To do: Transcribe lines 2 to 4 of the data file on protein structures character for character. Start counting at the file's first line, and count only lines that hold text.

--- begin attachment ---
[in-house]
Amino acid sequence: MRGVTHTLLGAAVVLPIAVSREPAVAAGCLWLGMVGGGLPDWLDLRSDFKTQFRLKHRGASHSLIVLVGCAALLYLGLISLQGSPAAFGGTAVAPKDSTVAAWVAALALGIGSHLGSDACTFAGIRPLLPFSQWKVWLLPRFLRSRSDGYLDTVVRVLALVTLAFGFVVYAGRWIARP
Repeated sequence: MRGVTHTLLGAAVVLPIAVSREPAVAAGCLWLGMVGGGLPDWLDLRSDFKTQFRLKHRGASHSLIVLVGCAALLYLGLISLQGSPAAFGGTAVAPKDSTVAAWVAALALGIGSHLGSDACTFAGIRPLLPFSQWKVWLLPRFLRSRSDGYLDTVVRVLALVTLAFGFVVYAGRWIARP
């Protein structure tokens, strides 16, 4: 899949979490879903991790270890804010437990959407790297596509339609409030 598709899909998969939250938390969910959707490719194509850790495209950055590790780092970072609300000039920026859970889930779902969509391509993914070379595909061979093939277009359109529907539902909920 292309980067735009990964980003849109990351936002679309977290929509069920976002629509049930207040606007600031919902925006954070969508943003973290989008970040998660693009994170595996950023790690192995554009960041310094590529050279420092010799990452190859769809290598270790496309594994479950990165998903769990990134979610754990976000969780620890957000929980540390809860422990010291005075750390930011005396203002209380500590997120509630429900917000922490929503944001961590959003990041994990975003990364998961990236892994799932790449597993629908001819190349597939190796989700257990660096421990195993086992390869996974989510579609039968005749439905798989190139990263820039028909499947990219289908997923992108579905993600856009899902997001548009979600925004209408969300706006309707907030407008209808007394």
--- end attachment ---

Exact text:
Amino acid sequence: MRGVTHTLLGAAVVLPIAVSREPAVAAGCLWLGMVGGGLPDWLDLRSDFKTQFRLKHRGASHSLIVLVGCAALLYLGLISLQGSPAAFGGTAVAPKDSTVAAWVAALALGIGSHLGSDACTFAGIRPLLPFSQWKVWLLPRFLRSRSDGYLDTVVRVLALVTLAFGFVVYAGRWIARP
Repeated sequence: MRGVTHTLLGAAVVLPIAVSREPAVAAGCLWLGMVGGGLPDWLDLRSDFKTQFRLKHRGASHSLIVLVGCAALLYLGLISLQGSPAAFGGTAVAPKDSTVAAWVAALALGIGSHLGSDACTFAGIRPLLPFSQWKVWLLPRFLRSRSDGYLDTVVRVLALVTLAFGFVVYAGRWIARP
């Protein structure tokens, strides 16, 4: 899949979490879903991790270890804010437990959407790297596509339609409030 598709899909998969939250938390969910959707490719194509850790495209950055590790780092970072609300000039920026859970889930779902969509391509993914070379595909061979093939277009359109529907539902909920 292309980067735009990964980003849109990351936002679309977290929509069920976002629509049930207040606007600031919902925006954070969508943003973290989008970040998660693009994170595996950023790690192995554009960041310094590529050279420092010799990452190859769809290598270790496309594994479950990165998903769990990134979610754990976000969780620890957000929980540390809860422990010291005075750390930011005396203002209380500590997120509630429900917000922490929503944001961590959003990041994990975003990364998961990236892994799932790449597993629908001819190349597939190796989700257990660096421990195993086992390869996974989510579609039968005749439905798989190139990263820039028909499947990219289908997923992108579905993600856009899902997001548009979600925004209408969300706006309707907030407008209808007394």